ShareThis Page

Dunbar Elementary students share Halloween treats with overseas troops; 4th-grade class collects 127.2 pounds

| Saturday, Nov. 9, 2013, 12:46 a.m.
Marilyn Forbes | For the Daily Courier
Andrea Washabaugh's fourth-grade class was the the winning homeroom for the Dunbar Borough Elementary School candy drive. From left are (front) Madison Bryner, Holly DeOre, and Lilly Horvath; (second row) Gabriel Lutz, Devin McKendry,Mayla Berrios, Austin Darnell, Brianna Wills, and Abigail Daerr; (back) Isabella Roebuck, Will Trimbath, Jacob Doss, Lauren Nedrow, Joey Kramer, Trevor Nicholson, Jaxon Roebuck, Riley Vokes, and Caiten Clay.

Dunbar Borough Elementary School students have been collecting candy and other snacks and treats that will be sent to troops overseas.

Started by school nurse Lori Richter, the drive was held throughout the building. All 220 students in kindergarten through sixth grade were invited to participate.

“At Halloween these kids get so much candy, and they were asked to donate some of what they got,” Richter said.

The school collected 424.4 pounds of candy and snacks.

“This drive deters them from eating it all — which could be unhealthy — and encourages them to honor our soldiers. The troops appreciate the candy and snacks because these are things that they can't get over there,” said Richter.

Students brought in such goodies as licorice, Tic Tacs, Slim Jims, gum and other candy and snacks that not chocolate-based.

“Anything of chocolate does not travel well, and it could also melt on its way over,” Richter said.

Some students brought in unopened bags of candy and bags of chips and other snacks.

“They did a really great job, and this was their first time doing this,” Richter said.

The collection started on Oct. 28 and ended Nov. 4.

The winning classroom — Andrea Washabaugh's fourth-grade class — will be treated to a movie and popcorn afternoon.

“Every day at the end of the day, we would announce who was winning and how much candy was collected,” Richter said. “It was fun for the kids, and it created a nice friendly competition for the kids.”

“I think they did a really great job,” said Washabaugh, whose students collected 127.2 pounds of candy and snacks. “They are also very proud of themselves.”

Richter said in addition to the candy and snacks that were collected by the students, several teachers and staff contributed monetary donations to help with the shipping costs. The packages will be put together by the members of Connellesville Area High School Patriots at its next packing event.

“I am delighted that young Patriots in some of our elementary schools give to help make our packages possible,” said Linda Shearer, Patriots club founder. “Every packages includes penny candy as filler, which is not only enjoyed by our troops, but by the children in orphanages. When so many children hoard their Halloween treats, I'm proud of this unselfish act of kindness.”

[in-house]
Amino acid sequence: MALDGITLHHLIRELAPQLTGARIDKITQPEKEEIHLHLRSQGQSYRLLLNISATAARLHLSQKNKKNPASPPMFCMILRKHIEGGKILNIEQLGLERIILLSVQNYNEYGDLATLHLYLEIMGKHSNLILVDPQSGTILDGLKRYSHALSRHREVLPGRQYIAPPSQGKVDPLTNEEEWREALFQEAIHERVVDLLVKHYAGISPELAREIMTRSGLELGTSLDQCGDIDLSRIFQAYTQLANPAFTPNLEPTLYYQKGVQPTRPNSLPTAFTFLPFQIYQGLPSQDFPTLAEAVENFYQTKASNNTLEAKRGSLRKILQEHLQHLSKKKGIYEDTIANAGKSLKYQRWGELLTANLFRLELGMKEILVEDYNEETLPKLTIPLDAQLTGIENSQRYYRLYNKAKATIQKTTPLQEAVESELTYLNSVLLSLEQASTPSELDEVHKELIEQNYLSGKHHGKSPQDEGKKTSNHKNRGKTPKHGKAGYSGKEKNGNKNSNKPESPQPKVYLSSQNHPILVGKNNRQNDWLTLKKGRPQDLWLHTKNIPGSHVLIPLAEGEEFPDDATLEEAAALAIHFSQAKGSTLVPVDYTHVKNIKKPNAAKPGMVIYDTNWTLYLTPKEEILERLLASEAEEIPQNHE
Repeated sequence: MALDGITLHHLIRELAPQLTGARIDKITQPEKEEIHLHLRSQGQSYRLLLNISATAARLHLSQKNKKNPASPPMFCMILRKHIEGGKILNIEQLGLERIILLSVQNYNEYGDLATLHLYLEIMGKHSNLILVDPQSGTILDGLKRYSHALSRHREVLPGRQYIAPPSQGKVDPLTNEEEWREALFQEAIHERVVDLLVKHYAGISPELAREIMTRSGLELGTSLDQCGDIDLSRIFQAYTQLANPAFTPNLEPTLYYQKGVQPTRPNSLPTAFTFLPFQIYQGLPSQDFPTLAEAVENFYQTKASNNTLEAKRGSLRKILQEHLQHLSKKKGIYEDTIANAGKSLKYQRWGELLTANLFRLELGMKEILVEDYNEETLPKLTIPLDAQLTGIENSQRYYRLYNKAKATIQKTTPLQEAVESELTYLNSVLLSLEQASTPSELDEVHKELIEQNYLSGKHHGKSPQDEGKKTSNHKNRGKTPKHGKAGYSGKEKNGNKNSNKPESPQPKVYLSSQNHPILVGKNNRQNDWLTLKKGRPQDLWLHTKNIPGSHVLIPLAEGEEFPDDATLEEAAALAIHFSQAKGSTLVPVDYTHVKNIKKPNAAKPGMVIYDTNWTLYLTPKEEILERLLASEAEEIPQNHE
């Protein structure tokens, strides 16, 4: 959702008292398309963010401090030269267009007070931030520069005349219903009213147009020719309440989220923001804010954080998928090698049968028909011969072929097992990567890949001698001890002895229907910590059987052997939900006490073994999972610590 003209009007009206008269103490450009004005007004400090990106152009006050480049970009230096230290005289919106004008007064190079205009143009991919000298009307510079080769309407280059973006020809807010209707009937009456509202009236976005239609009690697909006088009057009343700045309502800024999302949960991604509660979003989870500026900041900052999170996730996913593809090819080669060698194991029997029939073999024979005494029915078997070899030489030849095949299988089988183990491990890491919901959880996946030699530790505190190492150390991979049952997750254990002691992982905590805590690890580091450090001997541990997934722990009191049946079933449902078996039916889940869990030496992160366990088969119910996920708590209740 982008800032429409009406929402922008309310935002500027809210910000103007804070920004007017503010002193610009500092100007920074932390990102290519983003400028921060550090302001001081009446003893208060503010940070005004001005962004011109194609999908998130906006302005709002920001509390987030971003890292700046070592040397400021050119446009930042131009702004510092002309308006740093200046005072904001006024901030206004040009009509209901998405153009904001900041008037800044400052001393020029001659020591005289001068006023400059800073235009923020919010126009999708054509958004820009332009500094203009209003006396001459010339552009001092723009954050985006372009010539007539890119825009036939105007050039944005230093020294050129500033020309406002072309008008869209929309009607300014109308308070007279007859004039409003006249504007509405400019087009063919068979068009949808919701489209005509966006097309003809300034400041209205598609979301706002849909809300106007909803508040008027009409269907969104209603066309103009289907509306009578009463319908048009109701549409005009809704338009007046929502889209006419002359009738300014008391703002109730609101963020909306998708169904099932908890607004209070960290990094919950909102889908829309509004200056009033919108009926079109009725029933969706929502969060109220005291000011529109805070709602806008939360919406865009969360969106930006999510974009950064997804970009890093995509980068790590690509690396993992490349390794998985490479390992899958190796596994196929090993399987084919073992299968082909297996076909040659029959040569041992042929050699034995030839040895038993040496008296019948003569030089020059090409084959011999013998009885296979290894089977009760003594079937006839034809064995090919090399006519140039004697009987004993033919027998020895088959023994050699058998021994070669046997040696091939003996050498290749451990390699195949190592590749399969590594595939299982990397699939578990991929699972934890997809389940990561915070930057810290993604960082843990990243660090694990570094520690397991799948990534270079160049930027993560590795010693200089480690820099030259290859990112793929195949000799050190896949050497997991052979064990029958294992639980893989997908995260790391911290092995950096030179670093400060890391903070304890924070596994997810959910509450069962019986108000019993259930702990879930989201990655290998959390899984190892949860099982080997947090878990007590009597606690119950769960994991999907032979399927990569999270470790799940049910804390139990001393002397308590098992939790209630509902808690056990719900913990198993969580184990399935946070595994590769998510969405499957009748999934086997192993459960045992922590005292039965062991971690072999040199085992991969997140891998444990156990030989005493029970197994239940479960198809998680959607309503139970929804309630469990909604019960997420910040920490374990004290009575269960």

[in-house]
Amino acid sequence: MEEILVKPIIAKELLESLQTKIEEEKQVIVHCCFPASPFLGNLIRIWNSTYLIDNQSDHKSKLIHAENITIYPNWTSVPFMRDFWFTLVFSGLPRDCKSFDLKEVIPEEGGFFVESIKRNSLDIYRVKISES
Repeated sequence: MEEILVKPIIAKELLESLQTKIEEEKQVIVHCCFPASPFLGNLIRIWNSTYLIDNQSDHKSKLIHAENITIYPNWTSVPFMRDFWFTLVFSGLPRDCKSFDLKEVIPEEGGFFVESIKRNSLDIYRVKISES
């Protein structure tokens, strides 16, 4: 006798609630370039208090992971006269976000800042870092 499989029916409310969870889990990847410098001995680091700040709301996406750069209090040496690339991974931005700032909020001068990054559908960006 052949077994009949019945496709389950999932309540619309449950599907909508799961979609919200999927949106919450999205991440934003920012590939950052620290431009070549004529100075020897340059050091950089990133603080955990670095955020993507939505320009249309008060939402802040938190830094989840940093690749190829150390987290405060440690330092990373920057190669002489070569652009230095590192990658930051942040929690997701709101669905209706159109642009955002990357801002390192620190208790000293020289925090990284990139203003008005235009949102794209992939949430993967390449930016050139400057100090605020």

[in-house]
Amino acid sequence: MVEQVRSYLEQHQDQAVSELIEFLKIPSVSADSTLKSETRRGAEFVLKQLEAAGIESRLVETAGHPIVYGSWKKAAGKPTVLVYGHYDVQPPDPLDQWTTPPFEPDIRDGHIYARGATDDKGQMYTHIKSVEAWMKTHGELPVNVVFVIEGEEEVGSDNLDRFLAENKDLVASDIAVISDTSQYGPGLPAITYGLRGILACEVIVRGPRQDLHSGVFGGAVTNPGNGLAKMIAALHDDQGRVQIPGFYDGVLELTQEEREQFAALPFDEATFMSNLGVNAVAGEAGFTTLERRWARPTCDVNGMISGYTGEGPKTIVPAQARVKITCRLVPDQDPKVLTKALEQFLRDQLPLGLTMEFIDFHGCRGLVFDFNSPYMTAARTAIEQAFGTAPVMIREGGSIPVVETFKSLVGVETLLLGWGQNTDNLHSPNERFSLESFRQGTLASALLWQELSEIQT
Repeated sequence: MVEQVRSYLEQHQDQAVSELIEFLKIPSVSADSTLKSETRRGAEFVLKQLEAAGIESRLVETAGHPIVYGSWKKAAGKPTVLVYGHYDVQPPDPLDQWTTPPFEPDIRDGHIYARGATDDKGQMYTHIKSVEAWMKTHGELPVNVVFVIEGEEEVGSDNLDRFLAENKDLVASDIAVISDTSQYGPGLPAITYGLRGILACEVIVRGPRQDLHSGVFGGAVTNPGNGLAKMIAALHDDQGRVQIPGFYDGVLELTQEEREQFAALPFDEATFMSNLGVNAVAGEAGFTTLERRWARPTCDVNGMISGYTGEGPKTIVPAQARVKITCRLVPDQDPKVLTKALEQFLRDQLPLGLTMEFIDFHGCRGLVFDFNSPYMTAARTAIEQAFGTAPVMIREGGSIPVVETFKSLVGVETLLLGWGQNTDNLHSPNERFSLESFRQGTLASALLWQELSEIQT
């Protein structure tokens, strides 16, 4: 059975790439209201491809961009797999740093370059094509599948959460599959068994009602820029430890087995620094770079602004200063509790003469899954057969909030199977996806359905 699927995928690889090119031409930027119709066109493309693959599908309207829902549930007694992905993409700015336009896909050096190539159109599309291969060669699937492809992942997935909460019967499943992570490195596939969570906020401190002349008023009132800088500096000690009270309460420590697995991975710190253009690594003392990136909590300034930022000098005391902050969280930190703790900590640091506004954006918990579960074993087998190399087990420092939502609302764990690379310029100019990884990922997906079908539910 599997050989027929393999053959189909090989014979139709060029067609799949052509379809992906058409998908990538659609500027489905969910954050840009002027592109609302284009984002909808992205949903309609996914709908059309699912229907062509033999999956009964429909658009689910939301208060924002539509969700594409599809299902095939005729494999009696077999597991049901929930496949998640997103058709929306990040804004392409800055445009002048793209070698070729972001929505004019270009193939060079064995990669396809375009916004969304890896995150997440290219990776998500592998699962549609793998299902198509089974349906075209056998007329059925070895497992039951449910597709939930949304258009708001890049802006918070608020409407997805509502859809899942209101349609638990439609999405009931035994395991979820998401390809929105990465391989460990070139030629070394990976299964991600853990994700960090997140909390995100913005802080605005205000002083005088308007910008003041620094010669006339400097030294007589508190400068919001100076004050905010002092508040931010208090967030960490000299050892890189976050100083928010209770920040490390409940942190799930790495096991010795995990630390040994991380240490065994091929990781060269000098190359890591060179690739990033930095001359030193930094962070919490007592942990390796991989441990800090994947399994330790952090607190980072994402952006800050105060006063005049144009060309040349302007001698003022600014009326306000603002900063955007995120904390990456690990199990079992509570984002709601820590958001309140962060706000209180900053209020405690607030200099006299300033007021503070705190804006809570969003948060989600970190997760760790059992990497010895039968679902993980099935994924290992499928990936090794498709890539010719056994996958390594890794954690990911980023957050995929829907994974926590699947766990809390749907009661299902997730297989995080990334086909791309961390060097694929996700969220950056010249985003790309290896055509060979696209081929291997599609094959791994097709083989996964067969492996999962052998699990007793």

The students also enjoyed the opportunity to help veterans.

“They do so much to protect us, and this is just something little for us to do to help support them,” said student Isabella Roebuck, 9.

Marilyn Forbes is a contributing writer.

TribLIVE commenting policy

You are solely responsible for your comments and by using you agree to our Terms of Service.

We moderate comments. Our goal is to provide substantive commentary for a general readership. By screening submissions, we provide a space where readers can share intelligent and informed commentary that enhances the quality of our news and information.

While most comments will be posted if they are on-topic and not abusive, moderating decisions are subjective. We will make them as carefully and consistently as we can. Because of the volume of reader comments, we cannot review individual moderation decisions with readers.

We value thoughtful comments representing a range of views that make their point quickly and politely. We make an effort to protect discussions from repeated comments either by the same reader or different readers

We follow the same standards for taste as the daily newspaper. A few things we won't tolerate: personal attacks, obscenity, vulgarity, profanity (including expletives and letters followed by dashes), commercial promotion, impersonations, incoherence, proselytizing and SHOUTING. Don't include URLs to Web sites.

We do not edit comments. They are either approved or deleted. We reserve the right to edit a comment that is quoted or excerpted in an article. In this case, we may fix spelling and punctuation.

We welcome strong opinions and criticism of our work, but we don't want comments to become bogged down with discussions of our policies and we will moderate accordingly.

We appreciate it when readers and people quoted in articles or blog posts point out errors of fact or emphasis and will investigate all assertions. But these suggestions should be sent via e-mail. To avoid distracting other readers, we won't publish comments that suggest a correction. Instead, corrections will be made in a blog post or in an article.